Check abuse of Domestic Violence Act to settle scores

New Delhi Court says harassment of husband’s aged parents, married sisters through false accusations must
be prevented
Unchecked abuse of the Domestic Violence Act has led a city court to observe that a system needs to be
put in place to prevent the exploitation and “terrorisation” of aged parents and married sisters from the
clutches of the special law that was drafted solely to grant relief to harassed women.
“Married sisters residing in their own matrimonial houses are not part of the shared household or joint
family as contemplated under the Domestic Violence Act. They cannot be terrorised into abandoning their
parental family under the fear of involvement in litigations connected with domestic violence,” Additional
Sessions Judge Kamini Lau said.
The court made it clear that while married sisters could not be charged with criminal liability, they were still
entitled to the rights that could be claimed from their parental homes.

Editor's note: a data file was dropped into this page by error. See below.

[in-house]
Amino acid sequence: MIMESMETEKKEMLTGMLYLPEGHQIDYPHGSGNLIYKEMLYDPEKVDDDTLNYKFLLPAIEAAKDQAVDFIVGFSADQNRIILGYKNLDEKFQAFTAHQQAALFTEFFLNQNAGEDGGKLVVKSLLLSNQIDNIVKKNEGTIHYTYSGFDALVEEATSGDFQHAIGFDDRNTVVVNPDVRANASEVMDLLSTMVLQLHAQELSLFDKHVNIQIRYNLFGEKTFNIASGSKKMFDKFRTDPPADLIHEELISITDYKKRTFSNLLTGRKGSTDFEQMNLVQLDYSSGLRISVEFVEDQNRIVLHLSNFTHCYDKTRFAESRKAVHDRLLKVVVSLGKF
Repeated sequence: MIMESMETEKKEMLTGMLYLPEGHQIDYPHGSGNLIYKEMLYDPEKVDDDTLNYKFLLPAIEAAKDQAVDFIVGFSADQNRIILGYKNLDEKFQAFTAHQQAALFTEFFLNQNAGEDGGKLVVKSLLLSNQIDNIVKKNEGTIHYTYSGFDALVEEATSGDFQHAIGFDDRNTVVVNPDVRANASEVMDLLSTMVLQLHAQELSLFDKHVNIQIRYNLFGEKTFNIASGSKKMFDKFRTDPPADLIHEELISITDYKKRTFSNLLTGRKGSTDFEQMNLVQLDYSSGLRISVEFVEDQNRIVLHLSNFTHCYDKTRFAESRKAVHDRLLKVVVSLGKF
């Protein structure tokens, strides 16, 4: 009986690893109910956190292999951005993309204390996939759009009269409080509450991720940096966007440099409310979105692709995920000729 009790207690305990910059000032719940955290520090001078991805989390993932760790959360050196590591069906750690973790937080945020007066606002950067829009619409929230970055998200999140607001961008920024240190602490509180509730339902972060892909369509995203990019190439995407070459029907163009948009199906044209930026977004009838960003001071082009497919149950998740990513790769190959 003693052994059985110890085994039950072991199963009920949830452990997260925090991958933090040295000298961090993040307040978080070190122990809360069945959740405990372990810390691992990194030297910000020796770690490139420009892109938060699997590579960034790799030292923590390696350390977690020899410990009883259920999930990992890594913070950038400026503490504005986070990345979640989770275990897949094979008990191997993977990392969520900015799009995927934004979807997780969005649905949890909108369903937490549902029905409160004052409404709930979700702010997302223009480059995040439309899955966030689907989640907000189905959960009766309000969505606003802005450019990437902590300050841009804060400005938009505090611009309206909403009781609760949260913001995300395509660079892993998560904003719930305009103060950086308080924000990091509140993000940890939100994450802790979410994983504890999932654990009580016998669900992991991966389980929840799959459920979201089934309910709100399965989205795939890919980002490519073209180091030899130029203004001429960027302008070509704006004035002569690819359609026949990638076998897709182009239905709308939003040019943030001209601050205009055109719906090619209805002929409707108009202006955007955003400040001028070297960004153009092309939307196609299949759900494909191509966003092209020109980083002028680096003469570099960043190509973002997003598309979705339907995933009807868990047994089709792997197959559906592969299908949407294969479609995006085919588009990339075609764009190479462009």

ASJ Lau further expressed concerns over the misuse of the Act by making women parties in the domestic
violence petitions just because they happened to be sisters of the husband.
The court noted that an increasing number of cases abusing special legislations have come to light and
instances are not rare where the women protection laws have been used as weapons to settle personal
scores in cases of marital discord.
“Misuse of anti-dowry and domestic violence laws is a matter of serious concern. It is necessary for the
courts to ensure that aged parents, married sisters and other relatives are not subjected to false
accusations. Any such attempt should be curtailed at the earliest,” ASJ Lau said.
“It is the obligation of the court to check systematic corruption, due to the abuse of special legislations by
a few, to ensure that the genuine victims of domestic abuse are granted timely justice.”
The court made the observations while dismissing a woman’s petition against a magisterial order refusing
to summon the married sisters of her estranged husband in a case under the Act.
The woman had claimed that even though the sisters-in-law were not residing with her, they had
continuously abused her emotionally, verbally and physically whenever they visited her matrimonial house.
Her husband had submitted that his sisters got married around 20 years before his marriage and had no
relationship with his estranged wife.

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